Anyway, there's some box art from one of my favorite games, Earthworm Jim. I guess this one falls into that same category of being incredibly realistic cartoon art. It's also just a little bit creepy.
But maybe that's why I love it so much.
Anyway, as this semester winds down I have to say how surprised I am at how much I've enjoyed my time in printmaking. It's been frustrating and has definitely tried my patience, but it opened up an entirely new way of thinking about creating. Most of the time the process of each type of print contributes greatly towards the message conveyed as the final print rolls through the press. You're forced to spend so much time with each piece - working it, reworking it, tweaking it to fit your imagination - it's almost as if you're having a conversation with your piece, and once it's finished you own it so much more. Sometimes you want to punch it in the face and with others sometimes you're eager to embrace the beauty of the final print. It's been uncomfortable and challenging and exciting - everything art should be.
Sunday, May 2, 2010
Now for a fun art link!
Saturday, May 1, 2010
Thursday, April 29, 2010
Sunday, April 25, 2010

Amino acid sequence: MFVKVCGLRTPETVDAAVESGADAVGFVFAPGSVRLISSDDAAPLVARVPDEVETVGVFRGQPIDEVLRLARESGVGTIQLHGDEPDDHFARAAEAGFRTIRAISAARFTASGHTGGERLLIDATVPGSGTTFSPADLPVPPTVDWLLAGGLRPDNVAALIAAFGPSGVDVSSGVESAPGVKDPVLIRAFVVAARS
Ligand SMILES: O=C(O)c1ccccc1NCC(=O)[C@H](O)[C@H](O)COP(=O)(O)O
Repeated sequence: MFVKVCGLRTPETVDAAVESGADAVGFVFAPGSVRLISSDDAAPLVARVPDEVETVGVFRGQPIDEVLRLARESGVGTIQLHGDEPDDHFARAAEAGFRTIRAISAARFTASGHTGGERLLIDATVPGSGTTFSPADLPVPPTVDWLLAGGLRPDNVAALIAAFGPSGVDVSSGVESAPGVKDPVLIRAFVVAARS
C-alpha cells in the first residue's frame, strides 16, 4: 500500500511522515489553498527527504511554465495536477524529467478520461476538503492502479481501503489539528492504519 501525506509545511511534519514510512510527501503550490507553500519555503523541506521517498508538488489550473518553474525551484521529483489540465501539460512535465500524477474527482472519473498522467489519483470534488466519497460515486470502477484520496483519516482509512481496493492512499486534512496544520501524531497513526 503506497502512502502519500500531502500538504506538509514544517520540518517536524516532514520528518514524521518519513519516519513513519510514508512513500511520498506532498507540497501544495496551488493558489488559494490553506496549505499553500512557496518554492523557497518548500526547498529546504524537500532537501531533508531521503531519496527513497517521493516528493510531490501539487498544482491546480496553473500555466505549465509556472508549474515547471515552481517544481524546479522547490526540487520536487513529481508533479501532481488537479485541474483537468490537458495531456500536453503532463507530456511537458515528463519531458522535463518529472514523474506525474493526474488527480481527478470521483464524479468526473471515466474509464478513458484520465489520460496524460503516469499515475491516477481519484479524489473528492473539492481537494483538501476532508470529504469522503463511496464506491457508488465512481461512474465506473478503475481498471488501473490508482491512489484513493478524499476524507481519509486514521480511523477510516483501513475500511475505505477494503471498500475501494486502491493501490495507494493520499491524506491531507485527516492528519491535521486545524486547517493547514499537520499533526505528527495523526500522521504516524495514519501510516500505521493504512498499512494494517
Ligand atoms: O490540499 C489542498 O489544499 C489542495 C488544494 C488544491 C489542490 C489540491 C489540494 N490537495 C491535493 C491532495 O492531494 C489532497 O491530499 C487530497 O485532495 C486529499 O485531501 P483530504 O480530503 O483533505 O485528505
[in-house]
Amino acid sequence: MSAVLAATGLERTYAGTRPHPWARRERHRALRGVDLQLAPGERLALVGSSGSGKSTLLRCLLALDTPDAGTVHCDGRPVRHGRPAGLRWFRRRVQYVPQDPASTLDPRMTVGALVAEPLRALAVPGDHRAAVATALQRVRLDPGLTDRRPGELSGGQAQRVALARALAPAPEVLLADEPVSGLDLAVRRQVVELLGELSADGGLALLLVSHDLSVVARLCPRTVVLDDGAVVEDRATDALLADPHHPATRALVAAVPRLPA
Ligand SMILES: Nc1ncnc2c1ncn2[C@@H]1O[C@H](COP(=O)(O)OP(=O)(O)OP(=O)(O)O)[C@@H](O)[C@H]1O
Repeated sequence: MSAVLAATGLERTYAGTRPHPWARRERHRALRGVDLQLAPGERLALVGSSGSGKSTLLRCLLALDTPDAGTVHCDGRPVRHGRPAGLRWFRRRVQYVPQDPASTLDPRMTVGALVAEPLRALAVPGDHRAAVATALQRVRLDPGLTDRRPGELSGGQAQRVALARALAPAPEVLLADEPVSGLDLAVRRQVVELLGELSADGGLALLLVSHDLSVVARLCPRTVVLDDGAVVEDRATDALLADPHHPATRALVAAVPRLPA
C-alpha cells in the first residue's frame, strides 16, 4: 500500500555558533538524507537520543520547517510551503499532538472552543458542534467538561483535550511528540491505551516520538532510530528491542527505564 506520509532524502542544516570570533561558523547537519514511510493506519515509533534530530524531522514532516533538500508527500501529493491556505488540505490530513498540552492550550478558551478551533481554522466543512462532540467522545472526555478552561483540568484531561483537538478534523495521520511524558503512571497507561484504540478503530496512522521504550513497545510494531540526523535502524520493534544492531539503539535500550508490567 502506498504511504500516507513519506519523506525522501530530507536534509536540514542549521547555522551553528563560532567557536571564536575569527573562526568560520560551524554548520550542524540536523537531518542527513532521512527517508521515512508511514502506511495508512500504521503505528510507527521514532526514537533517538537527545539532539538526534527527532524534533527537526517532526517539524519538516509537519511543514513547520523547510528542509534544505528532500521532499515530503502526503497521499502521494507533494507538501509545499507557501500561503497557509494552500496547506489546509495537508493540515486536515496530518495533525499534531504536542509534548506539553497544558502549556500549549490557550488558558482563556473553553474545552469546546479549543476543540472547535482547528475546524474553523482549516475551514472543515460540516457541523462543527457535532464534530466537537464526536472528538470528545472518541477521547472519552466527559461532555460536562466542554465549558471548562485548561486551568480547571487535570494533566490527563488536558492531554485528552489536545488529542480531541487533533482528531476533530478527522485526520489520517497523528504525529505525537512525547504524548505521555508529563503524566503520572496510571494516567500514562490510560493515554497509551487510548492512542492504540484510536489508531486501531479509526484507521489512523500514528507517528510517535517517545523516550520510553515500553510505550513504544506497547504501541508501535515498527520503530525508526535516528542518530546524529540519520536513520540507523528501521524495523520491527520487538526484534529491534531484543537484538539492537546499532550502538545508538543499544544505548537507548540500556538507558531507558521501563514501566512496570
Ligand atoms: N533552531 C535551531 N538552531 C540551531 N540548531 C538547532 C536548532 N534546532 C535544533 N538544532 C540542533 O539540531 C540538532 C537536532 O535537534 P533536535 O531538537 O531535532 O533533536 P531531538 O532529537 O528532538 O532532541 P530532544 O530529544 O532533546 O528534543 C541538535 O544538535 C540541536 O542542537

Saturday, April 24, 2010
That's amazing work, and I like Escher so, one year ago I created that and it took three days. That was so hard.
Here's the link
Take a few minutes and check his prints out!
Friday, April 23, 2010
Martin Puryear - A mixture of sculptures, installations, print, etc. My favorite is the ladder piece.
Matthew Ritchie - A mixture of paintings and mixed media installations. There is a lot of texture and color in his work. Busy, but a good busy.
Kara Walker - Paper silhouette installations. She explores race, gender, and sexuality through these cut outs. Magnificent.
And one of my all time favorite artists: Kiki Smith!!
The Kansas Department of Transportation and AAA will be hosting a “Don’t Text and Drive” news conference on April 27 at 9:30 a.m. on the south side of the State Capitol. (In the event of inclement weather, the conference will be held inside the Capitol, room 144-S.) The event will feature the work (http://www.bookwalterdesign.com/TextandDrive/) of K-State artist, Brian Bookwalter, who found a unique way to encourage people not to text and drive. Bookwalter, Kansas Legislators and traffic safety advocates will serve as speakers. Please feel free to distribute this invitation to others in your network, as we would love to have a great show of support for this important topic.